Putting Risk-Based Decision-Making Where It Belongs

Focusing on how risk affects the entire organization can improve the business bottom line.
Mar 01, 2012
Volume 25, Issue 3

Greg T. Plante
Intense interest in risk-based decision-making has been building in the life-sciences industry for the past decade. Encouraged by investors and regulators, life-sciences companies have recognized that risk-based decision-making should be an enterprise-wide concern. Although some of this interest has been cGMP-driven, many other areas of the business—including legal, financial, safety, and others—have also driven it. Most organizations take an enterprise-wide approach, but tend to address only the broadest risks and isolate efforts into a few areas:

  • Product life-cycle risks—a focus on patient safety across the product lifecycle and cost controls during early stages of development
  • Compliance—risk viewed through a regulatory lens
  • Corporate functions—a focus on legal, financial, and intellectual property risks
  • Manufacturing operations and quality—a focus on risk-based approaches to cGMP reviews and processes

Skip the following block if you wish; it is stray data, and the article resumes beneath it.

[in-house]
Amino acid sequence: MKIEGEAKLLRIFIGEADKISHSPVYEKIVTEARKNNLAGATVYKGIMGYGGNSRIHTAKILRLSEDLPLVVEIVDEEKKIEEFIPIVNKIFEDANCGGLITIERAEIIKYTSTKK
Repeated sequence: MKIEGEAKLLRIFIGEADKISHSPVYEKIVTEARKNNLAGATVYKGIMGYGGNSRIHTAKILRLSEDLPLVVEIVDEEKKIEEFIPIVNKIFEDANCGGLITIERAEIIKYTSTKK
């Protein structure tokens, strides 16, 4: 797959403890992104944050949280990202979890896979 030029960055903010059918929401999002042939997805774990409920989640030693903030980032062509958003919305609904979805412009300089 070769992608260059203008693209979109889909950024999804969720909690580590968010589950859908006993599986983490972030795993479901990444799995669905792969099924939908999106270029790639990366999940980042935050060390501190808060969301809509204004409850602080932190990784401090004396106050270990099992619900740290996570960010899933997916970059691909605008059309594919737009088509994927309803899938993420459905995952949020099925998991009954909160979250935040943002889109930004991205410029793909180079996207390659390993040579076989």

• Health, safety and environment—a focus on the occupational and social consequences of operations.

Each area drives independent value at the enterprise level. However, much of the value of risk-based decision-making resides at the tactical level, that is, in the activity planning, change programs, management of project portfolios, and other investments that take place below the corporate level. These activities constitute the majority of actions in a company and cumulatively make an enormous difference in overall value creation.

Organizations can capture that value by integrating risk-based decision-making into all of their activities. Instead of relying on enterprise-level programs, organizations can work to:
  • Recognize the misconceptions that impede integrated risk management
  • Integrate risk assessment and mitigation planning into all decision processes and activities
  • Identify risks and communicate the value of mitigation projects in a way that enables their comparison with other investments and expenditures intended to protect or enhance shareholder value.

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